You may have many questions about therapy in general but what follows is specific to my approach to somatic psychotherapy.
What is somatic psychotherapy? Somatic psychotherapy is a bodymind approach to deep personal healing and transformation. It is important to incorporate the body in psychotherapy because the body and mind are inseparable. Human experience is much more than language and verbalization. In my opinion, traditional verbal/cognitive therapies are important but they may be limited. With somatic psychotherapy overall life satisfaction improves– not mere behavior change. Resiliency and self regulation in the nervous system improve as well.
Integrating the body in therapy helps to regulate the autonomic nervous system. When the autonomic nervous system functions healthily it alternates between the sympathetic and parasympathetic branches. Symptoms occur when one branch of the autonomic system dominates and people feel stuck. For example, high sympathetic arousal manifests in anxiety, agitation, restlessness, to name a few internal states. Whereas, in high parasympathetic arousal people can be shut down, numbed out, checked out, dissociated or depressed. Since the body holds situations and experiences as a felt sense, we may mainly focus on inner, somatic or visceral experience in our work together.
What is the focus in sessions? When incorporating the body in any given session, we generally focus on inner awareness. That is, your experience of what is happening in the body in the present moment. Interoceptive awareness, includes physical sensations, feelings, internal temperature, urges to move, tension in the body, aches, pain, trembling, crying, shaking, to name a few. From this attention, internal felt shifts may occur moving closer toward an experience of a sense of safety within. As we are talking, we may take an experiential pause during which I would directly ask you “what is happening in your body as you say that?” or “what are you experiencing right now in this moment?” Or, I may invite you to pay attention to your feet on the floor, as it can bring forward a sense of being grounded.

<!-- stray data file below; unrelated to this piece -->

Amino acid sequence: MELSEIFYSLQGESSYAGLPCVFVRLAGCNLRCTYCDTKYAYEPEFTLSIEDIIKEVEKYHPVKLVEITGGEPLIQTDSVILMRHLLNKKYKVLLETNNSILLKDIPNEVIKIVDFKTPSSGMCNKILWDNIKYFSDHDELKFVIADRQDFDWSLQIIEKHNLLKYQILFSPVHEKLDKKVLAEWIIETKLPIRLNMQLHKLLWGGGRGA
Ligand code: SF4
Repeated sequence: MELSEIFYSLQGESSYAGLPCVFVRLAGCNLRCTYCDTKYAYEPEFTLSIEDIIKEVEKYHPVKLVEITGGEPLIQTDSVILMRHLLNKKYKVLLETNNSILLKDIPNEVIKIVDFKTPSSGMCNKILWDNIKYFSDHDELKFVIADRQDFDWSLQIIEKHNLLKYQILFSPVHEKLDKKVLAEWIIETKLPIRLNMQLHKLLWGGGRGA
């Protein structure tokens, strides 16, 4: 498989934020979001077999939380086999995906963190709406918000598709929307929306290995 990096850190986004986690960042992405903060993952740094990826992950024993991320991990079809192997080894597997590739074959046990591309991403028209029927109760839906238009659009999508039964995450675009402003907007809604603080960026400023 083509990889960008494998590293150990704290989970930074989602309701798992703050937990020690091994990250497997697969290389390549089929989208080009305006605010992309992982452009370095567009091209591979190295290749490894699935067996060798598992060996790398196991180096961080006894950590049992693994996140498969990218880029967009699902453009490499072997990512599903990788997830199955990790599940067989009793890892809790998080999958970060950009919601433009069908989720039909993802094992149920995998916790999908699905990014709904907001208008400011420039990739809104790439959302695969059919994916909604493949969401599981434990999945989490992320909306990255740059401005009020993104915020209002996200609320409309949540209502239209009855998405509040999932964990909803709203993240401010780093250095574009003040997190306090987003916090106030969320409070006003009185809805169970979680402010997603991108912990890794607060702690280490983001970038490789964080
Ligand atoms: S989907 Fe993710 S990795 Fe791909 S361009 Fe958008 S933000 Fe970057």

What techniques do you use? As a somatic psychotherapist, I may incorporate elements of various modalities of body psychotherapy and theoretical underpinnings into my practice. Here are some main ones:
Focusing, as developed by Eugene Gendlin, involves the body and a new kind of experience, the felt sense. The felt sense is a freshly forming whole bodily knowing of some life situation, which has great transformative power For many years, I have had Focusing partnerships through the International Focusing Institute. My review of Focusing in Clinical Practice: The Essence of Change was published by the International Journal of Psychotherapy.
Dynamic Attachment Repatterning Experience (DARe) Diane Poole Heller’s work on somatic attachment, which I attended to following trainings in New York City:
- DARe1 Healing Attachment Wounds: Embracing the Authentic Self and Enhancing Adult Relationships (November, 2011).
- DARe2 Creating Healthy Adult Relationships (February, 2011).
Since moving to the Pacific Northwest, I have been studying with Bonnie Badenoch in Vancouver, Washington through her non-profit, Nurturing the Heart with the Brain in Mind. I have had an opportunity to study in her intimate immersions to advanced study groups .
- Heart of Trauma: Healing Our Embodied Brains in the Context of Relationships (2017).
- A Year-Long, Experience-Rich Training in the Application of Interpersonal Neurobiology (2018).
- Advanced Interpersonal Neurobiology Monthly Study Group (2018- present).
- Tender Encounters with the Inner Community: An Advanced Sand Tray Training (to be in 2020).
Mindfulness, Buddhist Psychology & Traditional Yoga
- Jack Kornfield & Mark Epstein (2012). Mindfulness, Freedom & Love: The Benefits of Buddhist and Western Psychology. New York Society for Ethical Culture.
- Thich Nhat Hanh (2009). Building a Peaceful and Compassionate Society. Omega Institute. Beacon Theatre: New York City.
- Georg Feuerstein (2006-2009). The History, Literature, and Philosophy of Yoga (800-Hour Course).
What are the effects of the process? Self regulation is a main goal in somatic psychotherapy. You may learn how to manage strong visceral reactions and trust the wisdom of the body (i.e., gut feelings), for instance. Your capacity to tolerate distress and experience the body as a resource develops, deepens and widens. You may become more aware of and live in present moment, which instills a deep sense of peace and vitality. I may provide psychoeducation to help you learn how to verbalize your emotional or visceral experience.
Furthermore, I have found that people benefit from learning a little about neurobiology and the basics of how the nervous system works: they tend to feel that their symptoms are not a character flaw or something wrong with them as a person. While symptom reduction may be achieved, I often witness people grow personally, interpersonally, or spiritually anew.
© Dawn Bhat 2019